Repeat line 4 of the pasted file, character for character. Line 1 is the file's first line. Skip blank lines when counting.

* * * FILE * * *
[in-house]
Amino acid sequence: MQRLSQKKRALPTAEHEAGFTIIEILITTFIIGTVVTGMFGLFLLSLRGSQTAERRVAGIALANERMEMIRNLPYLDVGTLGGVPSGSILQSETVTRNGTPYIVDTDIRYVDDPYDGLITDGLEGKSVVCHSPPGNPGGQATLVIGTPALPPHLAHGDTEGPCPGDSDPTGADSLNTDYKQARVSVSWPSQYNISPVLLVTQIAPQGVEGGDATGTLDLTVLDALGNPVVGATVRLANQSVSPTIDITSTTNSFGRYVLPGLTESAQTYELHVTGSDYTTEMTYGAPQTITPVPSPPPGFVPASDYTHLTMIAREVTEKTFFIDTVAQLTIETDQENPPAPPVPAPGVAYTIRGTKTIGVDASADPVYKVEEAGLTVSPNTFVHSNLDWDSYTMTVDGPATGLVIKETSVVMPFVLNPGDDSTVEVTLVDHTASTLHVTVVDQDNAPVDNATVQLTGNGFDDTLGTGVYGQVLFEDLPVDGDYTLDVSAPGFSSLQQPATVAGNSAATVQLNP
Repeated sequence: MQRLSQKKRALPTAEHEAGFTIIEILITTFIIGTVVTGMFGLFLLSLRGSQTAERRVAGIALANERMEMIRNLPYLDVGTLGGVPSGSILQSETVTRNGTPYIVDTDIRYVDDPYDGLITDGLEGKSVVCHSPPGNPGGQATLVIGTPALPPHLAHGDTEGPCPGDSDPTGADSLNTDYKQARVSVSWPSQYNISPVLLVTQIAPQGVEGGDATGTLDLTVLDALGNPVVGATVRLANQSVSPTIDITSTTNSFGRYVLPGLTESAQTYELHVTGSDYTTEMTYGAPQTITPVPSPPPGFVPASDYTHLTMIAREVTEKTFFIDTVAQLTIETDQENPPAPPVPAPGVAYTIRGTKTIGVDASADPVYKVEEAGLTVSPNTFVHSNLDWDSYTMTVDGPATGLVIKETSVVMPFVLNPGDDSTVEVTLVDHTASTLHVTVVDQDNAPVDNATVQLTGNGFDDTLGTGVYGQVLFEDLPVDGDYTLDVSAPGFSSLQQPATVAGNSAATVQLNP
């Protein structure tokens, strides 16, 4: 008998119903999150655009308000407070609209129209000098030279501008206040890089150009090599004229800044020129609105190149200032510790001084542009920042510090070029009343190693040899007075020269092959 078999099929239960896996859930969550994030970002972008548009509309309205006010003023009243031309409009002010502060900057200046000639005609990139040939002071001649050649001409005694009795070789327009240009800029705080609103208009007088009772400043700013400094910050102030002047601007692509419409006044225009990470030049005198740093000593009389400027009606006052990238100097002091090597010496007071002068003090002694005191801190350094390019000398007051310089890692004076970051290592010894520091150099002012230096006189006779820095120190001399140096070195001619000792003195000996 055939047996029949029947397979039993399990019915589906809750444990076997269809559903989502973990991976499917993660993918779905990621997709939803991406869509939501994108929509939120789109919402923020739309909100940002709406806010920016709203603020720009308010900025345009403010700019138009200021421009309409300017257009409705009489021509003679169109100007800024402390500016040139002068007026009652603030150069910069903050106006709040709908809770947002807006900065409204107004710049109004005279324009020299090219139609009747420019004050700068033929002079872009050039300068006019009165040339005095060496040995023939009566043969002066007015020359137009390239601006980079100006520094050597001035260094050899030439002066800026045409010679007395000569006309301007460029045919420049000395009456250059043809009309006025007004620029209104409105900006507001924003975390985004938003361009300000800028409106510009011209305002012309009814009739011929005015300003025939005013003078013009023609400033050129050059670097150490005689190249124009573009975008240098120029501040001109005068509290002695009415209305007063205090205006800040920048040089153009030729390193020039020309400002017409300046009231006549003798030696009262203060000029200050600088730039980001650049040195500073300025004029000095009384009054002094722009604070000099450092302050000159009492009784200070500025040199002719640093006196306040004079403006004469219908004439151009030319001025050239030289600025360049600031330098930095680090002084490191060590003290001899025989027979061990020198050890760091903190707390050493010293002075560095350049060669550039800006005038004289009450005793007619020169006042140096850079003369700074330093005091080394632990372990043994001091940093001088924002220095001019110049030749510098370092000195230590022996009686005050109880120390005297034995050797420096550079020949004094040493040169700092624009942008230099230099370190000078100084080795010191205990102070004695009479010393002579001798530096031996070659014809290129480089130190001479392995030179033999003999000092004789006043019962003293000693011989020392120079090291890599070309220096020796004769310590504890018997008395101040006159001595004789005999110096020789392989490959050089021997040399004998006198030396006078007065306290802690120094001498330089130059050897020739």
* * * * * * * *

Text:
């Protein structure tokens, strides 16, 4: 008998119903999150655009308000407070609209129209000098030279501008206040890089150009090599004229800044020129609105190149200032510790001084542009920042510090070029009343190693040899007075020269092959 078999099929239960896996859930969550994030970002972008548009509309309205006010003023009243031309409009002010502060900057200046000639005609990139040939002071001649050649001409005694009795070789327009240009800029705080609103208009007088009772400043700013400094910050102030002047601007692509419409006044225009990470030049005198740093000593009389400027009606006052990238100097002091090597010496007071002068003090002694005191801190350094390019000398007051310089890692004076970051290592010894520091150099002012230096006189006779820095120190001399140096070195001619000792003195000996 055939047996029949029947397979039993399990019915589906809750444990076997269809559903989502973990991976499917993660993918779905990621997709939803991406869509939501994108929509939120789109919402923020739309909100940002709406806010920016709203603020720009308010900025345009403010700019138009200021421009309409300017257009409705009489021509003679169109100007800024402390500016040139002068007026009652603030150069910069903050106006709040709908809770947002807006900065409204107004710049109004005279324009020299090219139609009747420019004050700068033929002079872009050039300068006019009165040339005095060496040995023939009566043969002066007015020359137009390239601006980079100006520094050597001035260094050899030439002066800026045409010679007395000569006309301007460029045919420049000395009456250059043809009309006025007004620029209104409105900006507001924003975390985004938003361009300000800028409106510009011209305002012309009814009739011929005015300003025939005013003078013009023609400033050129050059670097150490005689190249124009573009975008240098120029501040001109005068509290002695009415209305007063205090205006800040920048040089153009030729390193020039020309400002017409300046009231006549003798030696009262203060000029200050600088730039980001650049040195500073300025004029000095009384009054002094722009604070000099450092302050000159009492009784200070500025040199002719640093006196306040004079403006004469219908004439151009030319001025050239030289600025360049600031330098930095680090002084490191060590003290001899025989027979061990020198050890760091903190707390050493010293002075560095350049060669550039800006005038004289009450005793007619020169006042140096850079003369700074330093005091080394632990372990043994001091940093001088924002220095001019110049030749510098370092000195230590022996009686005050109880120390005297034995050797420096550079020949004094040493040169700092624009942008230099230099370190000078100084080795010191205990102070004695009479010393002579001798530096031996070659014809290129480089130190001479392995030179033999003999000092004789006043019962003293000693011989020392120079090291890599070309220096020796004769310590504890018997008395101040006159001595004789005999110096020789392989490959050089021997040399004998006198030396006078007065306290802690120094001498330089130059050897020739």